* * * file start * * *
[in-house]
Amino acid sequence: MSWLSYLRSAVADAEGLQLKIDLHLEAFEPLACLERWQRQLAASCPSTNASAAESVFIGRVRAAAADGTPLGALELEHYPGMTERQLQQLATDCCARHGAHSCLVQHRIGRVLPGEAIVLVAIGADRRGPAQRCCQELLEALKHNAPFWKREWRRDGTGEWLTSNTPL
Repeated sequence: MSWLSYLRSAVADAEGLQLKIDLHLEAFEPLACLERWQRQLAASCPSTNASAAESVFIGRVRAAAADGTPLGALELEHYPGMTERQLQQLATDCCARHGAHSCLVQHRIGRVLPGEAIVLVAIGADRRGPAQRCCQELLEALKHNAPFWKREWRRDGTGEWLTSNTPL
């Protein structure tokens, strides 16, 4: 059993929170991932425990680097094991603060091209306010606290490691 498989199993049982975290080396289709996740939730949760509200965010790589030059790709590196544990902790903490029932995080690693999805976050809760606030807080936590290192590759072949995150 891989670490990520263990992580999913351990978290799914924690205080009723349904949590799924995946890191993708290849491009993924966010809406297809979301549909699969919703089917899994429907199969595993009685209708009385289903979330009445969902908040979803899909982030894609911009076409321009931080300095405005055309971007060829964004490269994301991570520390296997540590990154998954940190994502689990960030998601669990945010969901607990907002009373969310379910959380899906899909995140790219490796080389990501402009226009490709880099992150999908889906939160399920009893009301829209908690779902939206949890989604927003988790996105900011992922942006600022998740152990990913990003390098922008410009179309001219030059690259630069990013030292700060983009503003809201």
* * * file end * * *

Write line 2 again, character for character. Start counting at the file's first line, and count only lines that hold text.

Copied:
Amino acid sequence: MSWLSYLRSAVADAEGLQLKIDLHLEAFEPLACLERWQRQLAASCPSTNASAAESVFIGRVRAAAADGTPLGALELEHYPGMTERQLQQLATDCCARHGAHSCLVQHRIGRVLPGEAIVLVAIGADRRGPAQRCCQELLEALKHNAPFWKREWRRDGTGEWLTSNTPL